Sure to be a fun romantic comedy for some, Ticket to Paradise sets out and accomplishes exactly what it strives to do. Set in one of the most beautiful places on earth, the film shows off an ideal setting, and it boasts a star-studded cast as well. Ol Parker’s foray into the genre is well-made and mostly entertaining, but by the time the end credits roll, it is ultimately unmemorable. It feels like there is never an unforeseen moment; all the rom-com tropes and story beats are here. For a film that relies so much on an emotional gut punch, there is just no real connection to these characters.

David (George Clooney) and Georgia (Julia Roberts) hate each other. They have been divorced for 15 years, and the only thing that makes them be around each other is their daughter, Lily (Kaitlyn Dever). When they find out that Lily has gotten engaged on a whim to a man she just met in Bali, the ex-couple get on a plane and vow to break up the marriage.

Where Ticket to Paradise succeeds is in its subtle humor, mostly highlighted by Clooney and Roberts. Their chemistry on screen is as good as ever, and their little quips and jabs can hit home with so many others that are in their situation. There is charisma the duo possesses that really help move the movie along; that is something this film desperately needed. Everything else seems to be a cookie-cutter version of a movie audiences have all seen before.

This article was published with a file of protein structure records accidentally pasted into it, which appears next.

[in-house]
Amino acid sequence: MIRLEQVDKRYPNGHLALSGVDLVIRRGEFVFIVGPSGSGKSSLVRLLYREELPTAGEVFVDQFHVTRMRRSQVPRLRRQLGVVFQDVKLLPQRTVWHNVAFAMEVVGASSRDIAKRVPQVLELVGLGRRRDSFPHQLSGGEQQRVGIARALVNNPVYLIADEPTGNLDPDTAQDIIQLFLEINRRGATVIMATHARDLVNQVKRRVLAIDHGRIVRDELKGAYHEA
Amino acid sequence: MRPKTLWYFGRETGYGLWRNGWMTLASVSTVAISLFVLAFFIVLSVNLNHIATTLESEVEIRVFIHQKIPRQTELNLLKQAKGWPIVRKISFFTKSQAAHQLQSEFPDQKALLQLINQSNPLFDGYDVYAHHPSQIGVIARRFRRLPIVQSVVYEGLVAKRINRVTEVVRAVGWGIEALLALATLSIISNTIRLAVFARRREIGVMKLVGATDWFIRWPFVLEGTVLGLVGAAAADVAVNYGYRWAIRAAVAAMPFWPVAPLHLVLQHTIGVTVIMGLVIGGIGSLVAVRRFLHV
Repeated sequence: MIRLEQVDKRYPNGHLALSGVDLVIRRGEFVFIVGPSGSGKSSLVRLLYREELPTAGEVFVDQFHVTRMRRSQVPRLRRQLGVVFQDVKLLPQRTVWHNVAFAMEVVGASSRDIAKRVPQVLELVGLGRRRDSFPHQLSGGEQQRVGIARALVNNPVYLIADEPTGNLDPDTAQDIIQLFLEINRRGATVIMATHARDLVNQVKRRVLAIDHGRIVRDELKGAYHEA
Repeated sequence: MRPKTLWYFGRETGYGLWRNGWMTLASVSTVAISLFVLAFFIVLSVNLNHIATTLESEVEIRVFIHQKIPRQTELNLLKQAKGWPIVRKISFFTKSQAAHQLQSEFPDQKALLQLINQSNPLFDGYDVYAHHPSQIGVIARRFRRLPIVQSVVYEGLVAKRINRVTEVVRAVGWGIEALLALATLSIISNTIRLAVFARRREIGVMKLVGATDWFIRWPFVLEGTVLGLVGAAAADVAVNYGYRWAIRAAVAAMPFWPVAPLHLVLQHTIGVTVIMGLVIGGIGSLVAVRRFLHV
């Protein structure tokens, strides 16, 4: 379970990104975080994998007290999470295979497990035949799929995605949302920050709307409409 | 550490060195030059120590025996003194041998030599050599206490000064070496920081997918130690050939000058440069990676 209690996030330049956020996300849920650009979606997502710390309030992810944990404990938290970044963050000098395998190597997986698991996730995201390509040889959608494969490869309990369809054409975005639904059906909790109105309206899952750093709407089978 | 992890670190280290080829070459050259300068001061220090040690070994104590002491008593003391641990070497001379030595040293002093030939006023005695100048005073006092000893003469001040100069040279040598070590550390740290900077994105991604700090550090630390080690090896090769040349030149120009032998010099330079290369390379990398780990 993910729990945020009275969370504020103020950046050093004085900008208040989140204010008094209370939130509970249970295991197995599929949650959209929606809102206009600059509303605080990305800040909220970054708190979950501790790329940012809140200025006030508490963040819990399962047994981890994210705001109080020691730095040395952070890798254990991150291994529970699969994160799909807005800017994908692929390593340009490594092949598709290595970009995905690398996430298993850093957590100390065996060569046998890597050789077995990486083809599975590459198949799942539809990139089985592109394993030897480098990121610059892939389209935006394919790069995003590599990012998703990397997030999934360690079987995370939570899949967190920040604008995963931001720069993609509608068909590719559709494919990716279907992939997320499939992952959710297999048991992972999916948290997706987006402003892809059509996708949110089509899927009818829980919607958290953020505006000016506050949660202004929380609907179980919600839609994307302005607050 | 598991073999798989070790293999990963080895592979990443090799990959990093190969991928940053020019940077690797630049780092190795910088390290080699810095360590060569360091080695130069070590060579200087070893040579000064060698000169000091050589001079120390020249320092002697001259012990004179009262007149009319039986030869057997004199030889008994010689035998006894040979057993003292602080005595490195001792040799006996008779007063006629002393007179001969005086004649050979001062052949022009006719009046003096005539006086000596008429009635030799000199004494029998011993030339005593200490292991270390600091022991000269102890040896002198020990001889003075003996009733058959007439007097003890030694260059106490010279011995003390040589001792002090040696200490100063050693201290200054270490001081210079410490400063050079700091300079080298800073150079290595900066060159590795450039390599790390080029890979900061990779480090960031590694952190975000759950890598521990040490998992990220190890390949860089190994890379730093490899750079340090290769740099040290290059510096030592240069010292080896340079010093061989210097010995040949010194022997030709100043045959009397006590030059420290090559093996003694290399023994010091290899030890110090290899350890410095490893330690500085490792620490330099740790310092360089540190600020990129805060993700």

Parker uses his setting to the fullest, constantly sprinkling in scenes of a sunset, or touring mesmerizing ancient temples. But when the camera zooms in, and the characters have to talk, viewers will find that they were better off looking at the Balinese oceanside. For everything wrong with “Paradise,” there is no denying that there is an audience for it. The film’s humor may be enough to carry it on its own, something that was unexpected and appreciated.

Ticket to Paradise may be an entertaining “date night” movie, but its relevance will probably end there. Carried throughout by its superstar cast, there are many moments when it almost turns a corner, only to be roped back in by the same predictable tropes. While not a full disappointment, the film never exceeds expectations either. Well-made, but ultimately forgettable, Parker’s Ticket to Paradise is destined to be another average romp through a fictional grandiose romance.